General Education (GNED)
Students discover the uniqueness of each human life by reading, comparing and comparing life stories about transformative experiences. They learn to write in their own voice from their own life experience employing rhetorical modes such as narration, description, example, comparison and contrast, process analysis, classification, cause and effect, and argument and persuasion. Students develop a new view of the world, of themselves, and of their interconnectedness to others.
This course shows ways to identify and apply diverse modes of learning to achieve ends such as acquiring knowledge of self and world, solving problems, producing works of art, or engaging in public speaking. Students learn to distinguish facts from values, intuition from logic, imagination from objective representation, beliefs from arguments, synthesis from analysis, and qualitative from quantitative reasoning. They practice self-awareness and employ evidence and logic as foundations of inquiry.
Students travel the world in literature to explore ideas, passions, and the lives of people in other times and places. Discussions focus on viewpoints and aims of characters, narrative techniques, cultural contexts, and intentionality in reading and writing. Students refine their ability to read closely and critically and to analyze literary texts using a variety of academic approaches. They learn both how to construct analytical arguments about literary themes and how this skill can be transferred to other professional situations. Prerequisite: GNED-3210.
Introduces students to the historic and cultural origins of contemporary conflicts and the attitudes and institutions that perpetuate them. They learn methods of research that can effectively address the issues and questions that arise in conflict situations. Students learn how to pose productive questions, formulate hypotheses, design logical and effective research strategies, address issues of reliability and validity, and observe ethical protocols. They each conduct and compose a modest research project and make an oral presentation according to professional standards. Prerequisite: GNED-3250.
This course focuses on understanding differences between cultures and civilizations, including how both evolve from specific environmental conditions, and are shaped to address local challenges. This course examines the religious, economic, and political systems in such foundational zones as ancient Egypt and Mesopotamia, India and China, and Greece and Rome.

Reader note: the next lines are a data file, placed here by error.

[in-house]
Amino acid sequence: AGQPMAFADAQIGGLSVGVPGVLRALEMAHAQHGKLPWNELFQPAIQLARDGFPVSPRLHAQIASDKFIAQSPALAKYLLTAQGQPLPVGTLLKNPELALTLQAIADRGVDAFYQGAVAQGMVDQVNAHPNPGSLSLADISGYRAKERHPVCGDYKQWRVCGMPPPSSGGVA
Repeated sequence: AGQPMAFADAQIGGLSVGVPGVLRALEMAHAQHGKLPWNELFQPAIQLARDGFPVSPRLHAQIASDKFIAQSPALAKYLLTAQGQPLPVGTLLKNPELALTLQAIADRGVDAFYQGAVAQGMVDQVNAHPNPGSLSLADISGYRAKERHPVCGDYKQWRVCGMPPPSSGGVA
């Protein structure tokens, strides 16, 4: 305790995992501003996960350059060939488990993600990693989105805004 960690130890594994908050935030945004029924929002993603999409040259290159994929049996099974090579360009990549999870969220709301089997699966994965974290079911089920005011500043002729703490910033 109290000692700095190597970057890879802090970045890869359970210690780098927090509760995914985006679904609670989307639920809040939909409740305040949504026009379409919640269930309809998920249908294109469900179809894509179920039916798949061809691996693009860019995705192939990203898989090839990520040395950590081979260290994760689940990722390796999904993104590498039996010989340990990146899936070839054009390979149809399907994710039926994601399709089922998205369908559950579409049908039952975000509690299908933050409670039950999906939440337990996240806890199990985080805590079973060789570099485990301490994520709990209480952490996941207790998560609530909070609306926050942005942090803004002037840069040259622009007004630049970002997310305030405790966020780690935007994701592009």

This course explores the interdependency of natural and social systems, the factors that contribute to the evolution and disappearance of species, and the human impact on natural environments by factors such as overpopulation, pollution, war, and excess consumption. It also examines more sustainable initiatives in waste management, and agricultural production, the use of alternative energies and technologies, and policy efforts to both conserve natural resources and ecosystems and build more sustainable communities.
The course explores the concept of Leadership as science, as art, and as service. In the process of studying cases of successful and failed leadership the course requires students to reflect on how to make their lives meaningful and productive through the cultivation and exercise of leadership skills. They learn how to employ creative means to achieve constructive ends and how, in the process, to serve with integrity as they draw upon the capacities of diverse human resources and deploy the skills of community building.
LIT-3630 Mixed Race Women’s Memoirs This course is designed as a multidisciplinary exploration of race, gender and identity utilizing oral and written narratives of Blackwhite mixed race women from the mid-nineteenth century to the present as source material. Drawing from elements of cultural studies, African American studies, American studies and women’s studies, students will construct critical and historical contexts for self-identity and perceptions of that identity in women of interracial descent.
This course is designed as a multidisciplinary exploration of race, gender and identity utilizing five significant novels written by African American women as source material. Drawing from elements of literary theory, film/media studies, Africana studies, and women’s studies, students will construct critical and historical contexts for the impact of Black women’s cultural production on self-identity and external perceptions of that identity through the lens of Black feminism/womanism.
The literature in this course spans both the history of the U.S. and the cultural diversity of writers, both male & female. Within this broad frame, students read works which embody characteristic American themes such as conflicts over race, the struggle for equality, the pursuit of individual freedom, the questions of truth and destiny, the role of religious belief in a secular world, and the emergence of a multi-ethnic society. Students will discuss the distinctiveness of American contributions to world literature.
This course surveys the literature of the British Isles from the late eighteenth century to the modern day. It explores trends such as Romanticism, Imagism and Formalism, while addressing such themes as individual freedom, alienation, industrialism, the changing role of the family, and the impact of Imperialism. This course includes the study of poetry, short stories, short novels, and essays from a representative sample of important modern British authors.
This course will examine Shakespeare’s major writings, including his important plays and sonnets. It will also include some biographical information, including some of his personal correspondences, so that students gain insight into the relationship between his personal life and his authorship. Besides reading Shakespeare’s works, students will also engage in critical research on his writings.